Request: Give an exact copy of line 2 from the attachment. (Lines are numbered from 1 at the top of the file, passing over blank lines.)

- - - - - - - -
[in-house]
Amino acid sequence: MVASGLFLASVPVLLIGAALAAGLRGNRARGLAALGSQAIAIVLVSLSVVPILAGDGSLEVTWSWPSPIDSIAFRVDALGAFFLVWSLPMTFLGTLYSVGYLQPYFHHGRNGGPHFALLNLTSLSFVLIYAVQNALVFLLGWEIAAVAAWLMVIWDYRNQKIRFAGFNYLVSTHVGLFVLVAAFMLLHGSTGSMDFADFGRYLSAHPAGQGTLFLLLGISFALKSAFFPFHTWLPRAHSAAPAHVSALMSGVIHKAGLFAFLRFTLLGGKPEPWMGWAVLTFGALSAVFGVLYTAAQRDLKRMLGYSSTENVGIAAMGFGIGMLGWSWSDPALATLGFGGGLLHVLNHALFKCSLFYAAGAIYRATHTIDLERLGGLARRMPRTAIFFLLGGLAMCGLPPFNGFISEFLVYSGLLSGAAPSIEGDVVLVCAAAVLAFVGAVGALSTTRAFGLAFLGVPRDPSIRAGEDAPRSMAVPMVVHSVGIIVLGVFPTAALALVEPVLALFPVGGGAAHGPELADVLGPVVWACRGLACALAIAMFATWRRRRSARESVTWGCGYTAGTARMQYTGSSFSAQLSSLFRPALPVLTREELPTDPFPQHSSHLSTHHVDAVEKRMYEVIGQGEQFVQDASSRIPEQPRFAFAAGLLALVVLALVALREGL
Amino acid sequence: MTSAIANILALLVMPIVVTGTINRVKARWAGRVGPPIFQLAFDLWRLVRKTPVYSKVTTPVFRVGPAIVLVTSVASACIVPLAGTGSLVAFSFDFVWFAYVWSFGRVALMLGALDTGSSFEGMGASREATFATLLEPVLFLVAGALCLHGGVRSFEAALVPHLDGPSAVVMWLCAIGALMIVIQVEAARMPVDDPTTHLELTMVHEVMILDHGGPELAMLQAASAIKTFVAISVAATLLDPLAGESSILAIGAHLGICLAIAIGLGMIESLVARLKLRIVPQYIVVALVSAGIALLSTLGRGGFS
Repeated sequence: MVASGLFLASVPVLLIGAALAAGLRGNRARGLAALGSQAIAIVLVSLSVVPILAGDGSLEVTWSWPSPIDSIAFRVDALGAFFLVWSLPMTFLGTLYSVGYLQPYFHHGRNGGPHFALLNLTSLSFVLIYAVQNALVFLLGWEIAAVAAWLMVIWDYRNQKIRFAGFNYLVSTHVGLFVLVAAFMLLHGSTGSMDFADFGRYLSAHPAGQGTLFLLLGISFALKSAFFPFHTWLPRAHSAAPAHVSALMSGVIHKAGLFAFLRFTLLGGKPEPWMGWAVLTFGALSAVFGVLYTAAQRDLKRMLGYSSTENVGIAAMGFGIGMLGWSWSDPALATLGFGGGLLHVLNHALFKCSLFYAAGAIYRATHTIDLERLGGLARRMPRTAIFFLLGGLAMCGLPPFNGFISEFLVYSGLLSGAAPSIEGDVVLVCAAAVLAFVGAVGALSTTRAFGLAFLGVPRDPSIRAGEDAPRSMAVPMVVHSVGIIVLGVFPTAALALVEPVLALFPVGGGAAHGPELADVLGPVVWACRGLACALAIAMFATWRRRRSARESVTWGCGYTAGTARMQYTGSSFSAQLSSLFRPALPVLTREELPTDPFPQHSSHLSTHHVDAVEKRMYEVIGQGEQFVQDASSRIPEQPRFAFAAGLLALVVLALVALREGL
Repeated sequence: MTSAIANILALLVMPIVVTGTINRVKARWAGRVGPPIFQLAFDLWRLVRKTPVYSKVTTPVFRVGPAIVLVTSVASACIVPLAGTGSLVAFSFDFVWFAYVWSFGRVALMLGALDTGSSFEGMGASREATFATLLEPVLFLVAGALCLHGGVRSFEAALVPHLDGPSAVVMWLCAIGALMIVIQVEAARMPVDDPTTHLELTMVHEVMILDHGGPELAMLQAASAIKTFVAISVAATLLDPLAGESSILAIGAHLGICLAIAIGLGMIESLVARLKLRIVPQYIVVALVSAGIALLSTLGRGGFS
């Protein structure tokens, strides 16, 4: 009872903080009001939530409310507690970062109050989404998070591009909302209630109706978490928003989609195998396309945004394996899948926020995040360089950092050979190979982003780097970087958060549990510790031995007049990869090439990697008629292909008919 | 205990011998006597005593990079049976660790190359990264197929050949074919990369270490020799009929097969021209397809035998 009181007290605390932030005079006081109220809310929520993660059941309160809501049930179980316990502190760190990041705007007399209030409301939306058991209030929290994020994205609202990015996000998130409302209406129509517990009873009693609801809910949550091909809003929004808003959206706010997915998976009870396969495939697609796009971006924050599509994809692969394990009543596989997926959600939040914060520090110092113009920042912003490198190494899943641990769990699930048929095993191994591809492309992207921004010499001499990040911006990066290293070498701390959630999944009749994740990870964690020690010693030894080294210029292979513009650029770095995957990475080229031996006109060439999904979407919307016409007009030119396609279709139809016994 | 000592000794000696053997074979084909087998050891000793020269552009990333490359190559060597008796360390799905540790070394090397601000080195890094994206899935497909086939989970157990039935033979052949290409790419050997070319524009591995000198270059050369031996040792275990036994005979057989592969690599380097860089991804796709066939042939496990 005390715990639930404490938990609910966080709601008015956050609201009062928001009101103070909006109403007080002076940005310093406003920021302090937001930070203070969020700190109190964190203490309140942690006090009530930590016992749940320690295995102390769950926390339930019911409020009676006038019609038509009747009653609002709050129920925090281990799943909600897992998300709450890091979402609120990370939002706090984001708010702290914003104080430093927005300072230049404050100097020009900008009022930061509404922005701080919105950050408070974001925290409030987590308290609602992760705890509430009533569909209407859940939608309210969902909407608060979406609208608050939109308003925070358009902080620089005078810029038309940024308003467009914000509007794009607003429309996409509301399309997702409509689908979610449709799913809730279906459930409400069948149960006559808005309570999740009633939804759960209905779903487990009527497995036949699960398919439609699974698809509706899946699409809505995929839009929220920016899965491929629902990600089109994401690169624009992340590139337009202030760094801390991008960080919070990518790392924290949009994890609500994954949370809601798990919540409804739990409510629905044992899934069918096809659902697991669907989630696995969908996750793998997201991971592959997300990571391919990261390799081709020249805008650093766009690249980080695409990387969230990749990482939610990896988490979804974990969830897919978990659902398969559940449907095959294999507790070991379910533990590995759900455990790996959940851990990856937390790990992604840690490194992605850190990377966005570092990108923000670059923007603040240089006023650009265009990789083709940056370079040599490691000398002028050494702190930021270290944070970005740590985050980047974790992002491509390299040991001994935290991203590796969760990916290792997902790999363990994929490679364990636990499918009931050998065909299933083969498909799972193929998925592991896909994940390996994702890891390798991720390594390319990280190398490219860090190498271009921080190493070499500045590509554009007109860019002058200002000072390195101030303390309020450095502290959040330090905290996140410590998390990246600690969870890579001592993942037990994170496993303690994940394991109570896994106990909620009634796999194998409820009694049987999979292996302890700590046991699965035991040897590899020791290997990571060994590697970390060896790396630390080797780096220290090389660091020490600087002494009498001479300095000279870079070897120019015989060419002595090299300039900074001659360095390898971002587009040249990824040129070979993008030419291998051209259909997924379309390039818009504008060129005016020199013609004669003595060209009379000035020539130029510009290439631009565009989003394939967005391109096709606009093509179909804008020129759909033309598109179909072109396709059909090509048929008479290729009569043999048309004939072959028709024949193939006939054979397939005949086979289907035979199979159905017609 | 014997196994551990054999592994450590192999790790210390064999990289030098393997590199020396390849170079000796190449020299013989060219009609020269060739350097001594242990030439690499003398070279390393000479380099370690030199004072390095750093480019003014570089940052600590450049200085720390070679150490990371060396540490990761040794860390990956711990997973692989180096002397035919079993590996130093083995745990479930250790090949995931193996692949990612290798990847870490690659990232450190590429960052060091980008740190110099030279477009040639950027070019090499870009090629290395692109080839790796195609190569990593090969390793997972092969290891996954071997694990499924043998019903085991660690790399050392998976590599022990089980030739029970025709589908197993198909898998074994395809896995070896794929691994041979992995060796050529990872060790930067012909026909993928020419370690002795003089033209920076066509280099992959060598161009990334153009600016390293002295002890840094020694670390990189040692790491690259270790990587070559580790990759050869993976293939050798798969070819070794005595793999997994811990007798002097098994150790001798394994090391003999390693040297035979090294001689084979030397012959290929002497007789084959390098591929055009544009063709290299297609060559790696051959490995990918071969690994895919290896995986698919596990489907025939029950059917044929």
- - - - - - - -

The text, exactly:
Amino acid sequence: MVASGLFLASVPVLLIGAALAAGLRGNRARGLAALGSQAIAIVLVSLSVVPILAGDGSLEVTWSWPSPIDSIAFRVDALGAFFLVWSLPMTFLGTLYSVGYLQPYFHHGRNGGPHFALLNLTSLSFVLIYAVQNALVFLLGWEIAAVAAWLMVIWDYRNQKIRFAGFNYLVSTHVGLFVLVAAFMLLHGSTGSMDFADFGRYLSAHPAGQGTLFLLLGISFALKSAFFPFHTWLPRAHSAAPAHVSALMSGVIHKAGLFAFLRFTLLGGKPEPWMGWAVLTFGALSAVFGVLYTAAQRDLKRMLGYSSTENVGIAAMGFGIGMLGWSWSDPALATLGFGGGLLHVLNHALFKCSLFYAAGAIYRATHTIDLERLGGLARRMPRTAIFFLLGGLAMCGLPPFNGFISEFLVYSGLLSGAAPSIEGDVVLVCAAAVLAFVGAVGALSTTRAFGLAFLGVPRDPSIRAGEDAPRSMAVPMVVHSVGIIVLGVFPTAALALVEPVLALFPVGGGAAHGPELADVLGPVVWACRGLACALAIAMFATWRRRRSARESVTWGCGYTAGTARMQYTGSSFSAQLSSLFRPALPVLTREELPTDPFPQHSSHLSTHHVDAVEKRMYEVIGQGEQFVQDASSRIPEQPRFAFAAGLLALVVLALVALREGL